MAY IT PLEASE THE PALATE: Kedgeree - A dish out of the Raj

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(Nick Roumell welcomes another recipe from guest columnist Ashish Joshi.)

In season 4 of "The Crown," Margaret Thatcher, after giving her ministers a good tongue lashing, invites them to her home for a meal of kedgeree, which she lovingly prepares for them. Fans of British dramas may also recall scenes from "Downton Abbey," showing the gentry sitting down to a leisurely breakfast where the kedgeree had a place of honor on the dining room sideboard. Kedgeree is a wonderful example of fusion food, of how one recipe transmutes into another when prepared by a people whose taste, culture, and habits are foreign to those who enjoy the original dish. For Khichri, the parent dish, is a common food in India and is a combination of dal and rice boiled together with spices (while this doesn't sound too appetizing, a properly made khichri is a delight to both make and eat, especially with a dollop of hot ghee on the top). The British adopted khichri as a breakfast dish, dropped or toned down the spices (can't risk sweat on the stiff upper lip), substituted smoked or fresh fish for the dal, added boiled egg, anglicized the name, and dekko, kedgeree was born.

To define just what constitutes an authentic kedgeree is a good way to provoke an argument, and a heated one at that. But given the polarized world we live in, what's an additional argument or two. Like many Anglo-Indian dishes, kedgeree, though a breakfast dish, serves equally well as a lunch or supper dish.

INGREDIENTS:

1 can of smoked herring / kipper fillets
2 eggs
1-2 bay leaves
1 large onion, chopped
6-7 thin matchsticks of fresh ginger
6-8 oz long-grained rice
1 tbsp butter, at room temperature
Salt and pepper
½ tsp turmeric
1 tsp curry powder or garam masala
Fish stock
1 tbsp Worcestershire sauce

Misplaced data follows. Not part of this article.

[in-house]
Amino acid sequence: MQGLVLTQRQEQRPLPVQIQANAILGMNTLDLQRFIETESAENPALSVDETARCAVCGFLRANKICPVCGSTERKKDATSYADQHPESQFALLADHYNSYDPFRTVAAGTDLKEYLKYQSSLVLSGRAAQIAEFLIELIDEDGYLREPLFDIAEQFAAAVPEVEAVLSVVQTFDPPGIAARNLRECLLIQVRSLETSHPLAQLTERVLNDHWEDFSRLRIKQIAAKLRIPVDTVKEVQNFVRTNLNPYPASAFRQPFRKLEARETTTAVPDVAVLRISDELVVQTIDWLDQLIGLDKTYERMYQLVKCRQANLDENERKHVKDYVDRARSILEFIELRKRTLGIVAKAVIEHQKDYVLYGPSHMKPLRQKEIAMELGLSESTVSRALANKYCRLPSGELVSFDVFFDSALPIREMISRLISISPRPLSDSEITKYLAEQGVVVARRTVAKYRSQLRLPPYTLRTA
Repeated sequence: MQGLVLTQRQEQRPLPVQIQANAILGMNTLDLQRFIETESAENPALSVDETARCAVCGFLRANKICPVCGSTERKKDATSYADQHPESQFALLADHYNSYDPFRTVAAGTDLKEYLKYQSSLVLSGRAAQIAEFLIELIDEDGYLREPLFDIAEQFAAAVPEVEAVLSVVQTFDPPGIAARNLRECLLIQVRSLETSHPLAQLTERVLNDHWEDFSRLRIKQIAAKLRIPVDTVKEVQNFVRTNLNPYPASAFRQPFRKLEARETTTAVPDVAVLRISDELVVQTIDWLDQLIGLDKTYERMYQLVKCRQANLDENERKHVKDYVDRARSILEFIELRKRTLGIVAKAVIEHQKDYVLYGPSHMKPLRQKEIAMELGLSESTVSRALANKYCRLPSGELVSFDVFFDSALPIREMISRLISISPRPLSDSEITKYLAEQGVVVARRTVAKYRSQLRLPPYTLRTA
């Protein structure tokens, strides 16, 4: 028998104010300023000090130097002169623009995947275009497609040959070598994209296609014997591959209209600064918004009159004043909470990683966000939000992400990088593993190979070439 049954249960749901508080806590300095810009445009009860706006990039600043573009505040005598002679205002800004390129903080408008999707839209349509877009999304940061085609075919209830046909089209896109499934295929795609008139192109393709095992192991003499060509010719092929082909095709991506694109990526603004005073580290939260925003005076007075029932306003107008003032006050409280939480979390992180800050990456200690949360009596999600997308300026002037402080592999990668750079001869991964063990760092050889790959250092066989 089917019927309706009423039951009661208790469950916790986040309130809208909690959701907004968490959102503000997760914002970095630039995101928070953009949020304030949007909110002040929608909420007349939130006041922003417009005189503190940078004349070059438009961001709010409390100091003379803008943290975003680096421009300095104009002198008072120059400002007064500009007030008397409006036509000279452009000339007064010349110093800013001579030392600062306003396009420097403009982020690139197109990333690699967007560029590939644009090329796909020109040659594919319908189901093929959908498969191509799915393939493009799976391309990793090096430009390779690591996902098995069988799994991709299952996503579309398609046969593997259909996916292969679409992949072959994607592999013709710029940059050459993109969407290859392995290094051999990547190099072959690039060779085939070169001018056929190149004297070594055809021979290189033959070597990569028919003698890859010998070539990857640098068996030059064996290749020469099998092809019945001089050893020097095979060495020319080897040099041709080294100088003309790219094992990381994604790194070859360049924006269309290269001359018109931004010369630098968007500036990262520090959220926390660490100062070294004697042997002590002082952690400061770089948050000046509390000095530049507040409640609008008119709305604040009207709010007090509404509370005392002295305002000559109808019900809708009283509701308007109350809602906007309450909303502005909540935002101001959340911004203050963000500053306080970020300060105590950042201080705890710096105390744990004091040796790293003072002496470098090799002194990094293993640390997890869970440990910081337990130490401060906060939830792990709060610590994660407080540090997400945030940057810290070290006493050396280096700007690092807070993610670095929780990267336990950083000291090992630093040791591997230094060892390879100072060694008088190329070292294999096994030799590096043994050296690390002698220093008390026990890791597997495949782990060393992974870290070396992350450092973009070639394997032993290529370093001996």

50 ml cream, warmed
Chopped parsley, for garnish

Method: Heat the oil in a heavy saucepan and fry the onions until transparent, then add the bay leaves, ginger, turmeric, curry powder or garam masala, and stir fry for 20-30 seconds. Add in rice and stir until it is glazed. Add fish stock to the rice so that the rice is nicely submerged. Cover the pot and cook until the rice is cooked and flaky and the liquid is absorbed by the rice (add extra stock during the cooking, if necessary, to prevent the rice from sticking).

Meanwhile, hard-boil the eggs, peel them and cut them into quarters. Drain the canned fish and flake the fillets with a fork. Add the fish, butter, salt and pepper (to taste), cream, and Worcestershire sauce to the hot rice and mix it in. Arrange the boiled eggs on the top and generously sprinkle it with parsley.
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Ashish Joshi is the owner and managing partner of Joshi: Attorneys & Counselors. He serves as the lead counsel in high-stakes, complex family law and divorce cases including cases involving severe parental alienation. He has counseled and/or represented clients in state and federal courts across the United States and internationally. Joshi serves as a senior editor of Litigation, the flagship journal of the ABA's Section of Litigation.

Nick Roumel is a principal with Nacht & Roumel PC, a firm in Ann Arbor specializing in employment and civil rights litigation. He has many years of varied restaurant and catering experience, has taught Greek cooking classes, and wrote a food/restaurant column for "Current" magazine in Ann Arbor. Follow him at Twitter or Facebook @nickroumel, or Instagram @nroumel, or see fortyyearsacrossamerica.blogspot.com.